The purpose of Illinois’ premises liability law is to protect people when they enter another’s property from hazardous conditions. The classic example of a premises liability accident is a slip and fall on a wet linoleum supermarket floor. A supermarket slip and fall is not the only way a person can suffer an injury or die on another’s property. Premises liability cases arise when victims suffer injuries from falling debris, fall into holes, fall into an unattended swimming pool, come in contact with exposed wires, trip on items, or walk on defective decking or a broken staircase that gives way. Property owners and possessors owe people who come onto their property or their land a duty to protect the guests and visitors safe.
Any person can experience a severe injury or die from a fall. Perhaps many people associate injuries from a fall with an older person who struggles to move freely and breaks a hip bone. Those accidents are common. However, younger people are not immune to getting hurt on someone else’s property. A person who falls down defective stairs or is victimized by a structure collapse might suffer a traumatic brain injury, spinal injury, paralysis, or death. Head injuries can happen in other circumstances as well. A slip and fall incident on a wet floor could cause a head injury if the victim’s head strikes the ground or is violently thrown around. The severity of the injury could range from permanent brain damage to a concussion.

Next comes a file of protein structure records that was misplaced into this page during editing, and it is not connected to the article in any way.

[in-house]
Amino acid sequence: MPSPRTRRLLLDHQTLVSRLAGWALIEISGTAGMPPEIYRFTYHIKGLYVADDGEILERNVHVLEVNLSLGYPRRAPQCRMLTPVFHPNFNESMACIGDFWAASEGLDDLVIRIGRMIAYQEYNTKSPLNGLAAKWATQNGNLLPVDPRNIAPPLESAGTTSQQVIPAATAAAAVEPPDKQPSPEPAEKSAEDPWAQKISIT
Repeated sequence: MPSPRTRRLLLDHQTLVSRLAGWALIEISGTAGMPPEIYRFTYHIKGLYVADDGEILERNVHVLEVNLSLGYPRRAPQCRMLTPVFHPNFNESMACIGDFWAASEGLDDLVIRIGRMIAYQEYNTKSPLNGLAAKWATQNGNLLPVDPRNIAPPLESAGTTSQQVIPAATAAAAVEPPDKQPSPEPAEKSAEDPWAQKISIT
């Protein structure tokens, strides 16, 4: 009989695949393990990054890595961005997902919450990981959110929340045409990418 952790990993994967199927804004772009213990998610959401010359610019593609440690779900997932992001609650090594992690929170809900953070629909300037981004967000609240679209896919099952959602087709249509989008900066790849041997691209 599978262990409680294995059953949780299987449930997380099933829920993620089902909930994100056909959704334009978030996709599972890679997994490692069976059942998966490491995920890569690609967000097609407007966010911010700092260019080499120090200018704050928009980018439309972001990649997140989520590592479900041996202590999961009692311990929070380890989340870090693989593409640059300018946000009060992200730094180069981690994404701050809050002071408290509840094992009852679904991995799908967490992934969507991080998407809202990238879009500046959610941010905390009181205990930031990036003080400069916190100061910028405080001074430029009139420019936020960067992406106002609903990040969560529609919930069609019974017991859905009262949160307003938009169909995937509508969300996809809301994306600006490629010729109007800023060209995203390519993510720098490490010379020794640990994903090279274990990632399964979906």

Broken or fractured bones are a common injury as well. Fall victims tend to shoot their arms straight out from their shoulders to break their fall. Broken arms, wrists, fingers, collarbones, and dislocated shoulders can quickly happen when someone falls or trips. As mentioned above, a fall victim may break a hip bone, pelvis, back, spine or leg. In these scenarios, the victim could experience torn or ruptured muscles, tendons, and ligaments, along with spinal disc injuries.
Burns, dog bites, electrocutions, and drowning are also potential injuries a person might suffer while because someone failed to keep their property free from hazardous conditions.